By Mike Masnick
Techdirt, March 5, 2014
While at times, it's appeared that the Senate Intelligence Committee, led by Dianne Feinstein, serves more to prop up the intelligence community than to handle oversight, it has actually clashed quite a bit with the CIA. We've discussed a few times how the Committee has been pushing to release a supposedly devastating 6,000 page report about the CIA's torture program, which cost taxpayers an equally astounding $40 million to produce. However, the CIA has been fighting hard to block the release of the report, arguing that it misrepresents the CIA's actions.
The agency’s inspector general began the inquiry partly as a response to complaints from members of Congress that C.I.A. employees were improperly monitoring the work of staff members of the Senate Intelligence Committee, according to government officials with knowledge of the investigation.
The committee has spent several years working on a voluminous report about the detention and interrogation program, and according to one official interviewed in recent days, C.I.A. officers went as far as gaining access to computer networks used by the committee to carry out its investigation.
On Tuesday, Udall sent a strongly worded letter to President Obama, pushing for the declassification and release of the big 6,300 page report, but also that internal CIA study, which would highlight how the CIA lied. On top of that, he made an oblique reference to this spying activity by the CIA:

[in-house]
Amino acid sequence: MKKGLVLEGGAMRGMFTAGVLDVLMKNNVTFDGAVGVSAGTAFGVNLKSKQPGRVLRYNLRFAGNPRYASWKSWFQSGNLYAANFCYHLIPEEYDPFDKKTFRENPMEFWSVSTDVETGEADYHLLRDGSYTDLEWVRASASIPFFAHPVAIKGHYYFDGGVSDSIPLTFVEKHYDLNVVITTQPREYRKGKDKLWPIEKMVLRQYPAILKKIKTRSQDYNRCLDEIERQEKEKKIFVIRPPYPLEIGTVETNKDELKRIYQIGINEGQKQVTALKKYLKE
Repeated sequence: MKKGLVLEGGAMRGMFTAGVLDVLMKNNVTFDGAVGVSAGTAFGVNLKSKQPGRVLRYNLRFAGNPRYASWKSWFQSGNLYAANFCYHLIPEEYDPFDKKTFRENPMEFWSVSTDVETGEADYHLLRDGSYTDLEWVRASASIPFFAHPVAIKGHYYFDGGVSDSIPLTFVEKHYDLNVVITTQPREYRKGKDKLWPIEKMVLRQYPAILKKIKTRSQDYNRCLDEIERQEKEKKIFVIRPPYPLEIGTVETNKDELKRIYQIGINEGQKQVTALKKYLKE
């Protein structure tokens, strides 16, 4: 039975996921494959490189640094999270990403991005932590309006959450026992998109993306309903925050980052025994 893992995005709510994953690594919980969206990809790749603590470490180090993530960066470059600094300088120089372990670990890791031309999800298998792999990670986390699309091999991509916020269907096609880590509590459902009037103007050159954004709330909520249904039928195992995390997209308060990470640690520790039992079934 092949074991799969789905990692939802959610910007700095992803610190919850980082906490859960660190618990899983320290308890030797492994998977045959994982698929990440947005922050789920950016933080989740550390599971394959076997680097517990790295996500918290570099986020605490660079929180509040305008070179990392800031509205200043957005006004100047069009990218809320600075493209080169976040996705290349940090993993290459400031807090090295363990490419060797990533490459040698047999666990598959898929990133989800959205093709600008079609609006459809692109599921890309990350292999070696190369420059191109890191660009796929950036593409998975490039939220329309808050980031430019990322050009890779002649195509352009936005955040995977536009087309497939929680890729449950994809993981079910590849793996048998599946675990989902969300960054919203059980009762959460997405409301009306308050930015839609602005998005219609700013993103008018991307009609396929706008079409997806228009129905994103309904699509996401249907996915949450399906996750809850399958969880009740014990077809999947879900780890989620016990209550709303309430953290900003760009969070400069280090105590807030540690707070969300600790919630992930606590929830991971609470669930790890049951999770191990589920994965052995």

As you are aware, the CIA has recently taken unprecedented action against the Committee in relation to the internal CIA review, and I find these actions to be incredibly troubling for the Committee's oversight responsibilities and for our democracy. It is essential that the Committee be able to do its oversight work -- consistent with our constitutional principle of the separation of powers -- without the CIA posing impediments or obstacles as it is today.
In many ways, the idea that the CIA is directly spying on the Senate Committee charged with its own oversight is a bigger potential scandal than many of the Snowden NSA revelations so far. Even more importantly, it may finally lead to Congress taking action against an out-of-control intelligence community.